Today, the worst part of traveling happens before and after boarding a plane — but it doesn’t have to be this way. Some airports are taking a different approach, looking how they can innovate and make real changes in order to create a better user experience. In this article, we’ll take a look at some of the world’s biggest change makers in the airport industry.
It’s lonely at the top for Singapore’s main airport — according to a survey of global travelers, research by GQ Magazine and the Skytrax World Airport awards, it’s the world’s best airport by a large margin. One of its most-praised features is the impressive variety of leisure activities that are offered, making it not just a great point of origin or destination, but also an incredible layover spot.
To name just a few of its unique facilities — there’s a free video game area, clean places to shower, napping facilities, a swimming pool, a cinema with all-day film screenings, various food courts serving high-quality meals and eight different gardens, including a botanical and butterfly garden. Additionally, it has some of the most efficient security, clean surroundings and an abundance of business lounges.
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As one of the largest European airports and an important international hub for many airlines, it would be easy for Schiphol to become a jumbled mess of tired people, terrible shops and long lines — but somehow it isn’t.
While it’s fairly large in terms of size, it’s easy to get around because of smart routing and easy transfers between terminals.
There’s no shortage of leisure activities, either — some highlights include a full-blown library for cozying up with a book, an free-to-visit annex of the Dutch National Museum, countless massage chairs scattered around the airport. There’s also a peaceful, indoor forest-like area where you can charge your phone the Dutch way — by biking.
Incheon Airport, Seoul, South Korea
If you thought you would only ever come across humans in an airport, South Korea’s national airport is looking to surprise you. Its newly launched terminal T2 is a prime example of how to build an airport for the future — not only because of its indoor green spaces, stunning architecture and extensive use of natural lightning, but also because of real technological innovation.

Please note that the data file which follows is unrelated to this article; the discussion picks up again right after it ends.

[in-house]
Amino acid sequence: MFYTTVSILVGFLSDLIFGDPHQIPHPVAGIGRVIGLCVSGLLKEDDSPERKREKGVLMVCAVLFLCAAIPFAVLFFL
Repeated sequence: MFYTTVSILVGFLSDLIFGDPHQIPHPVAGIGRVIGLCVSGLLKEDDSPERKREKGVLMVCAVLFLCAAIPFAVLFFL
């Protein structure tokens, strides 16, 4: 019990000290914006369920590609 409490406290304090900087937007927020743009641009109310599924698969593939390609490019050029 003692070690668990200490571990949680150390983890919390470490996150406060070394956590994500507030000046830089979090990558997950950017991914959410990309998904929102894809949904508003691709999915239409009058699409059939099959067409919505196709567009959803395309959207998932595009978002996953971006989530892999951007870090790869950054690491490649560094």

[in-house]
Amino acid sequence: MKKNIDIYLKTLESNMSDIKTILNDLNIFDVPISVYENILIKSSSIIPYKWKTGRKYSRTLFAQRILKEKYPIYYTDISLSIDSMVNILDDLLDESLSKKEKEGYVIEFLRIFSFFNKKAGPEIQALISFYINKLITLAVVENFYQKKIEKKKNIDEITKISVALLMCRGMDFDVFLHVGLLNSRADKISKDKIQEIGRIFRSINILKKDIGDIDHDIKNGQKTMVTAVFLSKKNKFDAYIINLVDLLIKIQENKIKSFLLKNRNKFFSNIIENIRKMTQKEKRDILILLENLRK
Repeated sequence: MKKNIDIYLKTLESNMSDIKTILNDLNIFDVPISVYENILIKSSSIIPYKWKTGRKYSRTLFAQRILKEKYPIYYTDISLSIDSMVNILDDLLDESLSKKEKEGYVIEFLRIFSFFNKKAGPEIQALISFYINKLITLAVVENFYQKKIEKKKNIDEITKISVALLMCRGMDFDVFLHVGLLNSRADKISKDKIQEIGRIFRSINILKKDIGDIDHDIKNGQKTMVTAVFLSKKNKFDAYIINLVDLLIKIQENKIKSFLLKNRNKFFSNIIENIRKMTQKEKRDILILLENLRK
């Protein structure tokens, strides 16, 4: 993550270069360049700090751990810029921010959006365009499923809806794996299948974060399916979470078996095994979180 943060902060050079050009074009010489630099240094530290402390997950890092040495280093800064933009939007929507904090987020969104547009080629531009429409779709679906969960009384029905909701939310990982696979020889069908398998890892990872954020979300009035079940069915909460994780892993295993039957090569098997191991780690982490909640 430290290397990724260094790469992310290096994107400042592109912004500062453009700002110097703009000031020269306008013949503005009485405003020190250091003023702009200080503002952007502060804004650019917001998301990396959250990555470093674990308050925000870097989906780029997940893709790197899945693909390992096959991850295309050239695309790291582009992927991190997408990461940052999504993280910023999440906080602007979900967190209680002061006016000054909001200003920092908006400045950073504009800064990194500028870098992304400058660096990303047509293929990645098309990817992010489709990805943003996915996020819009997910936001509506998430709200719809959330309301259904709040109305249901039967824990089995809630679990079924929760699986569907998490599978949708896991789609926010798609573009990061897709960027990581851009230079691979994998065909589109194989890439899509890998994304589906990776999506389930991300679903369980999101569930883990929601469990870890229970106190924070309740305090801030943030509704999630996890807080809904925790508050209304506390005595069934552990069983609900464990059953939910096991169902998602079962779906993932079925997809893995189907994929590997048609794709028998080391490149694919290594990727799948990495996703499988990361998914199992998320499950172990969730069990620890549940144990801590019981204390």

Developed in partnership with LG, the new terminal is hosted by friendly-looking airport robots that can help travelers with all kinds of things — in four different languages. Got lost looking for your flight? Walk up to a robot, scan your boarding pass and it’ll lead you to the gate. Hungry? It’ll happily bring you to the nearest restaurant. Additionally, there’s a small army of cleaning robots that scan the floor and clean dirty surfaces, working 24/7 to ensure clean surroundings for thousands of daily passengers.
Hong Kong International Airport, Hong Kong
In the vision for designing an airport for the future, Hong Kong’s main airport has been implementing an array of cutting-edge technologies, including biometrics, robotics, and big data analytics — while also doubling down on existing tech, like mobile. Today, a passenger who’s flying overseas still needs to line up at various points for security checks. Tomorrow, the airport wants to use people’s faces and biometric data to give them easy access to their flights.
Other plans include the use of robots bringing refreshments and small meals to tired travelers, and driverless vehicles helping with carrying their luggage around the airport. While most of these plans are still in prototyping phase, the airport is moving fast and could already be launching some of its new services in the coming years.
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